Setting up SSH and Git on Windows 10

Welcome to my first official guide on Dev.to. Today I want to explain how you can setup SSH and Git on your Windows 10 computer.

What is SSH?

SSH stands for Secure Shell and is an awesome way to authenticate yourself on remote servers (for example the Github server) without typing in a password everytime.
SSH works via two keys, the Private Key and the Public Key. While the private key should always stay private and safe, the public key can be shared around the internet without any problems.
The private key allows you to get access to servers that have your public key registered, so your access can only be stolen if the attacker somehow gets your Secret Key so keep it safe!
SSH should be preinstalled on new Windows 10 machines.

What is Git?

Git is a free version management tool that helps you to versionize your code and potentially save it on a remote server (for example Github, Gitlab or Bitbucket).
You can install Git from here:
https://git-scm.com/download/win
You can also install Git via chocolatey:
choco install git -Y

Create a SSH Key

The first step is to generate a new SSH key. Use cmd or Powershell and run the following command:
ssh-keygen -t rsa -b 4096 -C “your_email@example.com"

You can but don’t need to give it a passphrase since you should never share your secret key around. Keep in mind that everybody can have as many private keys as they want.
This generates a new private SSH key with rsa encryption and 4096 bits. It also generates a public key from the secret key which you can share around.
There will be a new folder and files in your Windows user folder.

Register your SSH Key on Github

The next step is to register your generated SSH key on Github. For that, run the following command:
type C:\Users\your_user_name\.ssh\id_rsa.pub

and copy the output string into your clipboard. Now go to your Github keys settings and add a new SSH key with your public key and save it.
Congratulations! You now are able to get and push code to Github without any password!
Note: There should also be a C:\Users\your_user_name\.ssh\id_rsa file. This is your private key, don’t share this around!

Setup Github in your Shell

Now it’s time to setup Git on your machine. After installing it from the link above, open a new cmd or Powershell window. Now we need to set your public Git name and Git email address. This will always be public when pushing code.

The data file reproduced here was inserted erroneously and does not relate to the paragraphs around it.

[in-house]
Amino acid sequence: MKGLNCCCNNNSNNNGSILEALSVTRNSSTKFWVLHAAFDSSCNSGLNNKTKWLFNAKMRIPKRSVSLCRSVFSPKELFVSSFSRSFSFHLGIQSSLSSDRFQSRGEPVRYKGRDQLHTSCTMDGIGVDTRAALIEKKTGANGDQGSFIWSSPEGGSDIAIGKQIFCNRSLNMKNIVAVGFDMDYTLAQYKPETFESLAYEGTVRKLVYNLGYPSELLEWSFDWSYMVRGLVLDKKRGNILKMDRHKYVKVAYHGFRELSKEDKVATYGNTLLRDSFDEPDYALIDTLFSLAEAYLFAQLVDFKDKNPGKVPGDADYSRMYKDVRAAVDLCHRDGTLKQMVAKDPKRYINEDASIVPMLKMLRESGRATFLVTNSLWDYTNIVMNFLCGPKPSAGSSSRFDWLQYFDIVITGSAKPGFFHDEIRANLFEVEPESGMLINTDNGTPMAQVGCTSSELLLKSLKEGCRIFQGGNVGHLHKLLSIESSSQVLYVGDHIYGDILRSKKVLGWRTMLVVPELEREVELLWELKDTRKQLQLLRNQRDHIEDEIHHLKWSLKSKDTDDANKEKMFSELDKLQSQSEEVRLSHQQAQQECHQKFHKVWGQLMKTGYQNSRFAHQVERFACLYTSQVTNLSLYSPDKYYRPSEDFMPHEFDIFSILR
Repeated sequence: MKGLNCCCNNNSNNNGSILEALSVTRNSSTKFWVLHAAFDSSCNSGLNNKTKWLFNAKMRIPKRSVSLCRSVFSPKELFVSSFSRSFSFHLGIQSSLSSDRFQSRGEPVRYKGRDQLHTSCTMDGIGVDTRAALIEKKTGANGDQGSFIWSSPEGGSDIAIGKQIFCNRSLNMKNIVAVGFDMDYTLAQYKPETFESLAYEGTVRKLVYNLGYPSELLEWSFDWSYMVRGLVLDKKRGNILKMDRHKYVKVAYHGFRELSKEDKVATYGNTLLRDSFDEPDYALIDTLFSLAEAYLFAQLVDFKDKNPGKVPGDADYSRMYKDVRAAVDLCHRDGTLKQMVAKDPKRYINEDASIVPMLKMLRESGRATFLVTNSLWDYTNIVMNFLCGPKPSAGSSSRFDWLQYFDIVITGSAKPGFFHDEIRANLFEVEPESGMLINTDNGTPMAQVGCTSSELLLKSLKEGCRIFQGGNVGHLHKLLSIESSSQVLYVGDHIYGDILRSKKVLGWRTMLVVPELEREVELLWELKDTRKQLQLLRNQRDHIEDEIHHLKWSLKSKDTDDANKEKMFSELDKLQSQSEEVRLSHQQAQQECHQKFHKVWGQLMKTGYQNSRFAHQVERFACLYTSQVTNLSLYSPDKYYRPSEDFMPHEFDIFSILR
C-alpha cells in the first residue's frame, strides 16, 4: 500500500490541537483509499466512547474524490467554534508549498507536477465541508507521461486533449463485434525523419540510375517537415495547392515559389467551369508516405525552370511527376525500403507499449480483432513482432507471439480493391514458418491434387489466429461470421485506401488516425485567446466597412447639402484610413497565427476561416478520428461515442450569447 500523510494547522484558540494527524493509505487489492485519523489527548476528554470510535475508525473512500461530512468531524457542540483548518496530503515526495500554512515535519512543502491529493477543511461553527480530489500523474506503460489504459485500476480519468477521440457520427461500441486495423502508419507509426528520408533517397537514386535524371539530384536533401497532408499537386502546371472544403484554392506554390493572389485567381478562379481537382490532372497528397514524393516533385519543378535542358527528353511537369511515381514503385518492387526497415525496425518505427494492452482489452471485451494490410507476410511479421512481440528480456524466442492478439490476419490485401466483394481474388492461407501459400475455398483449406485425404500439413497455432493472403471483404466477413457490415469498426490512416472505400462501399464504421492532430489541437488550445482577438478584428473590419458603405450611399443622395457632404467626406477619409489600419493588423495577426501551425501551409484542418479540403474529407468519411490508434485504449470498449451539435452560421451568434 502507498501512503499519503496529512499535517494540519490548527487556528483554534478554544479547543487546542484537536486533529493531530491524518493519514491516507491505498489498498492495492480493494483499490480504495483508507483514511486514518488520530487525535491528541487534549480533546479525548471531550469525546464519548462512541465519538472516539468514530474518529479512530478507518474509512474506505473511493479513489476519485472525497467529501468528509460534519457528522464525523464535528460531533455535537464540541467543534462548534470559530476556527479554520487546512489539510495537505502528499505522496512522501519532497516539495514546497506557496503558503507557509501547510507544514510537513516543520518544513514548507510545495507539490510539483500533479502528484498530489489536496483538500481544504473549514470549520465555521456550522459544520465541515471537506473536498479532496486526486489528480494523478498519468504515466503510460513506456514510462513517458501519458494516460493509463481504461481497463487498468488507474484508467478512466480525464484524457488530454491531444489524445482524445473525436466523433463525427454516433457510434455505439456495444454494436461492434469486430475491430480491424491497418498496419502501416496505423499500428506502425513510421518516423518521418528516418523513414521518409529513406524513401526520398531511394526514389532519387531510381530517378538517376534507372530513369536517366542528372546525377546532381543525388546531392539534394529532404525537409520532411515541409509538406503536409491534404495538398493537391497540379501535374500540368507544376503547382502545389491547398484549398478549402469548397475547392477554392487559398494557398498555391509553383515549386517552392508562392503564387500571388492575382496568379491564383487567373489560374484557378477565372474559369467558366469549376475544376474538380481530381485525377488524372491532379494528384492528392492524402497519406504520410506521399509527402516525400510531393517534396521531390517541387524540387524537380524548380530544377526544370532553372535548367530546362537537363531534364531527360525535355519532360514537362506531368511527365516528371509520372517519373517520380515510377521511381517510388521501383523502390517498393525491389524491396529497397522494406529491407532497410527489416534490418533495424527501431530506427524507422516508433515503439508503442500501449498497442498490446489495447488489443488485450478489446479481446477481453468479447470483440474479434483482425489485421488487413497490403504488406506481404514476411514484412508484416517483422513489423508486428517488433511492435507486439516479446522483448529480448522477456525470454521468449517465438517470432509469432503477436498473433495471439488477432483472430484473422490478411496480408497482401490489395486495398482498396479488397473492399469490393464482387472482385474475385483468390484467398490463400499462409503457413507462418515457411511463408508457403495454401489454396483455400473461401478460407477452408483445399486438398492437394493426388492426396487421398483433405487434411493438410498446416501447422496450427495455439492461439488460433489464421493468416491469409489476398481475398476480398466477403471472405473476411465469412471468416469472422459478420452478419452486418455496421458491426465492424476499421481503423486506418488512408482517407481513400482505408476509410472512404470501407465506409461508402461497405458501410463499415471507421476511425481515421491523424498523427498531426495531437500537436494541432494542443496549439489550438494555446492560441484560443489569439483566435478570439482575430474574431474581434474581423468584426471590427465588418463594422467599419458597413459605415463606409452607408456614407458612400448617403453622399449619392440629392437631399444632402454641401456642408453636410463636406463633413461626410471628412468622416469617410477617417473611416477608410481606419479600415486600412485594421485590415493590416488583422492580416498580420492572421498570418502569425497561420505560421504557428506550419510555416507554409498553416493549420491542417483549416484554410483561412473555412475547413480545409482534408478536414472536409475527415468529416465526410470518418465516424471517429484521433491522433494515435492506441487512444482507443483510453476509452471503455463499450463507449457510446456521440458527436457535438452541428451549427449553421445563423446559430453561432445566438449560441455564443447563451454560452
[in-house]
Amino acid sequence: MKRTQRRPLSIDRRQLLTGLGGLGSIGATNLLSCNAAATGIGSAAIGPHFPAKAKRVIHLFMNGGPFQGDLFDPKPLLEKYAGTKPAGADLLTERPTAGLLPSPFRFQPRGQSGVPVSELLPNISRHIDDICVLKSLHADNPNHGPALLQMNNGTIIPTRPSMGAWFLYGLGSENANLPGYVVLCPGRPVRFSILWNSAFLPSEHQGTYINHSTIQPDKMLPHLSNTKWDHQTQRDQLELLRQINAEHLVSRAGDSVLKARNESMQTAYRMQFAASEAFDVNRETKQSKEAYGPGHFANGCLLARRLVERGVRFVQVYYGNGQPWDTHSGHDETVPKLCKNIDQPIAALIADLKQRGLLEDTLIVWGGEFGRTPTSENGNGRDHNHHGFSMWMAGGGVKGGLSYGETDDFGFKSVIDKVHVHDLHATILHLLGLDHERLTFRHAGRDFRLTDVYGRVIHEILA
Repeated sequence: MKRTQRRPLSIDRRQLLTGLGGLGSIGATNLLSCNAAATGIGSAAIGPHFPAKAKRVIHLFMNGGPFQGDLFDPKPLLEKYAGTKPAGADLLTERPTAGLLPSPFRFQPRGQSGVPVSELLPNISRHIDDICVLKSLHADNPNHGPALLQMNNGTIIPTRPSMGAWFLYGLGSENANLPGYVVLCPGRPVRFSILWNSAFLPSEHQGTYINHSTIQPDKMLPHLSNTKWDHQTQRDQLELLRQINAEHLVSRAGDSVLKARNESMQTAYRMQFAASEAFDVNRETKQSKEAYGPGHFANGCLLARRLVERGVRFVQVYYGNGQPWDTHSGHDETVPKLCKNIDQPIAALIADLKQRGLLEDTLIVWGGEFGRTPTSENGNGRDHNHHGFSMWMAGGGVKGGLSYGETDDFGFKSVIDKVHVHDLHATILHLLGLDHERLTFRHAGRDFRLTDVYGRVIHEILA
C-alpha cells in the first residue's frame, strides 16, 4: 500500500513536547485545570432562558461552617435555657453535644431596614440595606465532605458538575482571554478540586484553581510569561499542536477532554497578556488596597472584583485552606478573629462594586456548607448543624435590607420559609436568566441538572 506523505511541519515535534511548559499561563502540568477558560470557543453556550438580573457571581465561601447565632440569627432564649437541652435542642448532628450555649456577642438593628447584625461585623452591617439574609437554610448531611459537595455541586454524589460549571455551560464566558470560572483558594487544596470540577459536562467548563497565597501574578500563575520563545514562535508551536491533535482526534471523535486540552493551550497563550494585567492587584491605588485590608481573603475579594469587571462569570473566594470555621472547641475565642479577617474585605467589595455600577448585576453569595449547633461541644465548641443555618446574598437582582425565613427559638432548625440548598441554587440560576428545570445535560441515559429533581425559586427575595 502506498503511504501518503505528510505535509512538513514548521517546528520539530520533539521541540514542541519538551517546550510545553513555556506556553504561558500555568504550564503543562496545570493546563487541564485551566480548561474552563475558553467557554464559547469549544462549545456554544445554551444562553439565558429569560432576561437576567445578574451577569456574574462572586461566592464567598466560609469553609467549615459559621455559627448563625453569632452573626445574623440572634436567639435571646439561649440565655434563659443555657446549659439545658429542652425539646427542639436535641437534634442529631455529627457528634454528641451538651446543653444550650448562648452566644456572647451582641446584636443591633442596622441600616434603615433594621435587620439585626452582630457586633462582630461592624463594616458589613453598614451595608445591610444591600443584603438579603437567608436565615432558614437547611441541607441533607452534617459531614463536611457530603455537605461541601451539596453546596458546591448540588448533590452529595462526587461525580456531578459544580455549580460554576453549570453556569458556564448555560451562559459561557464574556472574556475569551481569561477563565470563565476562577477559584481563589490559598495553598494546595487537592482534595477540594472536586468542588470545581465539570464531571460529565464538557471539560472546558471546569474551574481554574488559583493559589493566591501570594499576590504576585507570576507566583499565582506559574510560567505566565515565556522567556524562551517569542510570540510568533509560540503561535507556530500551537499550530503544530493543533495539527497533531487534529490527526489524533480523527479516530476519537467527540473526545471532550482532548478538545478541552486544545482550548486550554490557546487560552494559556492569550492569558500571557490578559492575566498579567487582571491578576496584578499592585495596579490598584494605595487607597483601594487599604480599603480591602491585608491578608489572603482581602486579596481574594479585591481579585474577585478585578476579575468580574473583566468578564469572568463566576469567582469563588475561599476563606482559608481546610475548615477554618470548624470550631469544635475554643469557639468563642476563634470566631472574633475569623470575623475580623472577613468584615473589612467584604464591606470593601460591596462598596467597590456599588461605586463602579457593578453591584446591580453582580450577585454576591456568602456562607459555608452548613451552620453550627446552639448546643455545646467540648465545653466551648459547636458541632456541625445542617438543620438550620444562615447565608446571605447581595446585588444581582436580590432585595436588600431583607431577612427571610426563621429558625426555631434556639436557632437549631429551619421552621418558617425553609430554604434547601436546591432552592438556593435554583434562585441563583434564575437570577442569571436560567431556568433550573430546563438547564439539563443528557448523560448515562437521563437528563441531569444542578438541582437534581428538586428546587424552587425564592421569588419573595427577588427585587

Luckily Github gives you a privatized email address for use. Go to https://github.com/settings/emails and you will find a @users.noreply.github.com email address for your account. Copy this email address.
Next register your name and email in Git:
git config –global user.name "Your Name"
git config –global user.email your_email@users.noreply.github.com

Congratulations! Now all your Commits will be signed with your Github user.

Use Git

Now you’re ready to actually use Git. From now you can clone repositories via git clone or push new code to Github. Here is a quick reference:
# Clone a repository to the current directory
git clone [REPOSITORY_CLONE_URL]

# Create a new commit with a message
git commit -m "Your commit message"

# Add files to the commit
git add .
git add ./filename.ext

# Push your commits to Github
git push origin master
git push origin [YOUR_BRANCH_NAME]

# Reset your repo to the last version
git reset –hard

# Create a new branch
git checkout -b [YOUR_BRANCH_NAME]

# Switch branches
git checkout [YOUR_BRANCH_NAME]
git checkout master

# Reset a single file
git checkout ./filename.ext

Conclusion

Thanks for reading this post. I hope it helped you with the setup. If you need help or have questions let me know!

Link: https://dev.to/bdbch/setting-up-ssh-and-git-on-windows-10-2khk